Writing is either “a socially acceptable form of schizophrenia,” as per E.L. Doctorow, or – in the right hands – playful therapy.
I’m of a mind lately that nothing is ever all one thing. L.A. is neither paradise nor living hell. Some critic recently blasted my hometown of Chicago as just that: A LIVING HELL. Obviously, every American city has some hellish traits. I mean, have you seen the Cubs lately? Have you tried parking in Beverly Hills?
Gloriously, and most obviously, L.A. has the Dodgers, who have become a gold standard for all of sports, because of a ruthless front office, deep pockets, a mensch of a manager and a pitching staff so rich that when its young-bull ace goes down for a year and a half no one even flinches.
I mean, good gawd, God.
This franchise’s all-time MVP – every franchise has one: for the Giants, it was Willie Mays; for the Cubs, it was Ernie Banks – for the Dodgers, it was Vin Scully.
He built this brand.
Old Man O’Malley just had a knack for this game, and when he marched his team west, some advised him to pick a more laidback announcer, someone more suited to L.A.’s butterscotch sunsets. O’Malley stuck with Scully, then scooped Dodger Stadium out of the rocky Earth, as you might mine a diamond.
Suddenly, he had two diamonds. Then Koufax came along.
The rich get way richer. Is this the best, richest Dodger team in history? Well, let’s look at the asset sheet. Trea Turner flows into second base like Fred Astaire. Freddie Freeman drops hits like Nicklaus dropped putts. Mookie Betts is quicker than a double-entendre. Sometimes, you can’t even see his roadrunner feet spinning. Beep-beep!
This Dodger team is punchy and rhythmic all at once – a trait all the great ones share. The ’27 Yankees. Muhammad Ali. John Coltrane. Where grace and strength meet, there is always glory, whether it’s a sports figure or a society.
I recently penned a piece on L.A.’s black-velvet nights, the sea of lights you admire when you gaze down from Mulholland, at the millions of homes, the millions of lives. What are they all doing? Making love? Feeding the dog? One thing for sure: Many are watching the Dodgers. We all watch the Dodgers. It may be the greatest thing this disparate city has in common.
Best of all, the stadium, L.A.’s most egalitarian hangout. I have spent a ton of time at Dodger Stadium, every nook, every cranny. I once went on my day off, just to watch them rebuild the pitcher’s mound, L.A.’s grandest pulpit.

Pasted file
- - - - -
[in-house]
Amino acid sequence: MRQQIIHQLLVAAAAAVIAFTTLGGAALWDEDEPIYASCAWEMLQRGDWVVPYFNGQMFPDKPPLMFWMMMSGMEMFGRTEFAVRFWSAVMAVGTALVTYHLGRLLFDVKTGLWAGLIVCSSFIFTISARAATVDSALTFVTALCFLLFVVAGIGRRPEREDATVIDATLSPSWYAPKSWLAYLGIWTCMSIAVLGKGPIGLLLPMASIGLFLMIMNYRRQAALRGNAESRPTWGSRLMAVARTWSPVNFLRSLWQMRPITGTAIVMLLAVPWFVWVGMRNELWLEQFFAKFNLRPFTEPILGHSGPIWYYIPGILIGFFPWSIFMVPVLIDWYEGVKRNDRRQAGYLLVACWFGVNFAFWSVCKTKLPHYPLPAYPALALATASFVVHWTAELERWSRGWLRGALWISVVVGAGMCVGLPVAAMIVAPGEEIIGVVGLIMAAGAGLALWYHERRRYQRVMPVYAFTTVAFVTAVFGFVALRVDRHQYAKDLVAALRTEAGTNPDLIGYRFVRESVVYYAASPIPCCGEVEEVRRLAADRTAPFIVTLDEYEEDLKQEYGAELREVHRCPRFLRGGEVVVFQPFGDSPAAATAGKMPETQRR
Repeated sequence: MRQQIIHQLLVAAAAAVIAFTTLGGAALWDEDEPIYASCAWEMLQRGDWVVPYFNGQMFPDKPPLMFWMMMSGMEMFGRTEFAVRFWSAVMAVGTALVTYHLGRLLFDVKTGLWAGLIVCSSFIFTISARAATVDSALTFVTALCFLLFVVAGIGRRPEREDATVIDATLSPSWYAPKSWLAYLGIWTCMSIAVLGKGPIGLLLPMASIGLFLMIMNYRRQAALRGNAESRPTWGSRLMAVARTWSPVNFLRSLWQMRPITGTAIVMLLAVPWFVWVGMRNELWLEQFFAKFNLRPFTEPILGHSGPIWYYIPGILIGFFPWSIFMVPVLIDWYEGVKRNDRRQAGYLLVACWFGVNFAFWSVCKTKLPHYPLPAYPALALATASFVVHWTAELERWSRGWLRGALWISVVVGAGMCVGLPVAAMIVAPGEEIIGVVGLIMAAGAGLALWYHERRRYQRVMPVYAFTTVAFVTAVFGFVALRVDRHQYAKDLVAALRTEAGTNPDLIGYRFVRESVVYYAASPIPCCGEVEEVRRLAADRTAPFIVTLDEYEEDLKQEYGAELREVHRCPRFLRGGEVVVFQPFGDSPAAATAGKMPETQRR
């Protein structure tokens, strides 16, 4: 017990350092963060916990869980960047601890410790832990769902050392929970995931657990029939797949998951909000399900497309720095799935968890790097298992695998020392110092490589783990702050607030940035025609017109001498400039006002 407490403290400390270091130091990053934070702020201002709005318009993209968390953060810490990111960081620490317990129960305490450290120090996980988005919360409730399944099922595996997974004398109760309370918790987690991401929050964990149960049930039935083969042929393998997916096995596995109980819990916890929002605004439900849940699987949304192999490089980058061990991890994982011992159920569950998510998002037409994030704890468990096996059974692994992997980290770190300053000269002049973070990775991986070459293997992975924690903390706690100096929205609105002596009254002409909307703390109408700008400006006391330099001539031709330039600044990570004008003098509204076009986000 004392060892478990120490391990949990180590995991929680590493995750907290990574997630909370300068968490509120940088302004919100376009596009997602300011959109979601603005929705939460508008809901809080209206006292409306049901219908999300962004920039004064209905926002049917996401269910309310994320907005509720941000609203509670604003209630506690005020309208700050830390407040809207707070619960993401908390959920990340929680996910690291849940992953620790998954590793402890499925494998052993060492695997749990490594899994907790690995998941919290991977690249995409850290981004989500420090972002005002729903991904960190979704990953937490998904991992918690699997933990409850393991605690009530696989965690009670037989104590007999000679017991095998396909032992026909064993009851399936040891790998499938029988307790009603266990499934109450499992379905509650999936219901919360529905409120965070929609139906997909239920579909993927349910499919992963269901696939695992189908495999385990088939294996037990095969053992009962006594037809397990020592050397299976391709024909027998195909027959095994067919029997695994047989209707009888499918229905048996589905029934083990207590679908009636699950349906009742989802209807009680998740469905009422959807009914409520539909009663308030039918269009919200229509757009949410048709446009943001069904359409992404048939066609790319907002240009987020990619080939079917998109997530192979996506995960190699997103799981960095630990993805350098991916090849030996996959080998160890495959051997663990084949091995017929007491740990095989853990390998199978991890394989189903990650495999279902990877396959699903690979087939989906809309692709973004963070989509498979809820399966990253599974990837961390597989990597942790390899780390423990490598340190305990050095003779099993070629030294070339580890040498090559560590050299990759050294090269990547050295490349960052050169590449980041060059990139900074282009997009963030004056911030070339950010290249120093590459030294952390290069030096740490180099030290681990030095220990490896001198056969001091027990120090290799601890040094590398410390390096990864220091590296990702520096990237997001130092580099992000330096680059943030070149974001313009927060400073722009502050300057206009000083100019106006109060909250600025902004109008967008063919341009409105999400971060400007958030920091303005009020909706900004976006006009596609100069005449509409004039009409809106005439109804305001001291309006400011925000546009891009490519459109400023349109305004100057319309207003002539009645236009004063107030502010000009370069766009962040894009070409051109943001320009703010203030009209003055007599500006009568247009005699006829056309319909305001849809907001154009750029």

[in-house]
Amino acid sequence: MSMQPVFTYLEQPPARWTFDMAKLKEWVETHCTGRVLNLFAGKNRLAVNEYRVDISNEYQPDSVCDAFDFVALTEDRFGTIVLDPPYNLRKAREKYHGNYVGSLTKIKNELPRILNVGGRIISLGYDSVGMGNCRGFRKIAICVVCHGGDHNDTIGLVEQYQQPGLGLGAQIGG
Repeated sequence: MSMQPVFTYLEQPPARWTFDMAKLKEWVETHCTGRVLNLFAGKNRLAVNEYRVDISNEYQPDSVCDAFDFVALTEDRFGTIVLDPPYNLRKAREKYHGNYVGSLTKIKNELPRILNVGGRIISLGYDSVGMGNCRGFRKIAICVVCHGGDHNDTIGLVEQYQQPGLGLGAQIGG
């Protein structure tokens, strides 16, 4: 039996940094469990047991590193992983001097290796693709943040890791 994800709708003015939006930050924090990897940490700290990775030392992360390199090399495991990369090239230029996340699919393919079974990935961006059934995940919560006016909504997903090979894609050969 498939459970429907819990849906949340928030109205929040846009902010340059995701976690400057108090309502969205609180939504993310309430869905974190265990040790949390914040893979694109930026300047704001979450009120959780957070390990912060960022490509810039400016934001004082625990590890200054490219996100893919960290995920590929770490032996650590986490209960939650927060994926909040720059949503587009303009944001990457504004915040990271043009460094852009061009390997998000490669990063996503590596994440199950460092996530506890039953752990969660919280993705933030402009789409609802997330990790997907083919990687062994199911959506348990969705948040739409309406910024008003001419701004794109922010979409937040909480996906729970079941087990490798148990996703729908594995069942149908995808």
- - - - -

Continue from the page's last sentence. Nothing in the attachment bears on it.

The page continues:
Some people can’t leave perfection alone – keep trying to paint a mustache on this masterpiece. They add more strobes to Dodger Stadium, more speakers, more mayhem. This year, there’s even a speakeasy behind a mysterious door in the outfield pavilion.
Dodger Stadium is supervised by men – mostly men – with plenty of moxie but no soul. They are the kind of guys who wore clip-on neckties in college because they couldn’t figure out the knot.
Their catering service is the worst of all time. Earlier this season, Levy Restaurants handcuffed legendary peanut vendor Roger Owens, demanding he hand peanut bags out rather than flinging them, as he has famously done since the stadium opened in 1962. Evidently, parking will always be a disaster. The concession areas are a sticky mess. The prices, usury.
This is exactly how rich empires roll.
Look, baseball has stolen my foolish heart no matter what – I love it beyond reason. It brings to mind the C.S. Forester line, “When a man who is drinking gin neat starts talking about his mother he is past all argument.”
That’s me and baseball. This slow, magnificent game is one of several things God gives us to make up for the disappointments. Baseball, golden retrievers, pumpkin moons. My only major gripe these days is all the pitching changes. Plus, the way Major League Baseball divvies up its war chest, giving major media markets like L.A. and New York disproportionate proceeds, so smaller markets can’t afford to compete. You might say, “Hey, they earned it, let them keep the spoils,” but that’s not how the world works today. The world works on parity and fairness. We’ll see how all that pans out. As Vinny might put it: “Fascinating stuff, isn’t it?” Till we get an answer, we have these Dodgers to marvel at. Sweet Jesus, they’re good … so silky, so confident that they make baseball look easy. Love is hard. Life is harder. Baseball is hardest of all. And these Dodgers wink at it. Seems almost pre-ordained that they will go all the way. Of course, baseball is a long pregnancy – almost nine months. Nothing’s ever over till the fat catcher sings. Yet, let’s enjoy this sweet October. To borrow from Doctorow again, baseball is either a socially acceptable form of schizophrenia, or – in the right hands – a playful therapy. Man, are these guys good. Go Dodgers. As a sports columnist for The Times, Erskine wrote on the Dodgers for 10 years. For current columns and books, please go to ChrisErskineLA.com.
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